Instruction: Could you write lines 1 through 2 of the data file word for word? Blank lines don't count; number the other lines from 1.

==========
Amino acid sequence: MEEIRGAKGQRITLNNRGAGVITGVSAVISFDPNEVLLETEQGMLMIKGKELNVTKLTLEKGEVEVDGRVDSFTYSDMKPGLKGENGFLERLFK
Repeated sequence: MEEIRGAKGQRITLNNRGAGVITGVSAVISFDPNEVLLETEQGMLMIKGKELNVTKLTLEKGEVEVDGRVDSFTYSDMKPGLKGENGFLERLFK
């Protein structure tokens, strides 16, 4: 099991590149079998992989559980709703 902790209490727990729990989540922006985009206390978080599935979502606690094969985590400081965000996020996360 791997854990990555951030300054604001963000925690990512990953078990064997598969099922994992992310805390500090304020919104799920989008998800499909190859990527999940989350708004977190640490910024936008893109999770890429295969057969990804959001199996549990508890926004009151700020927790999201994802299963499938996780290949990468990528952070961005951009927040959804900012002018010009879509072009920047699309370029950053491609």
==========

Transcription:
Amino acid sequence: MEEIRGAKGQRITLNNRGAGVITGVSAVISFDPNEVLLETEQGMLMIKGKELNVTKLTLEKGEVEVDGRVDSFTYSDMKPGLKGENGFLERLFK
Repeated sequence: MEEIRGAKGQRITLNNRGAGVITGVSAVISFDPNEVLLETEQGMLMIKGKELNVTKLTLEKGEVEVDGRVDSFTYSDMKPGLKGENGFLERLFK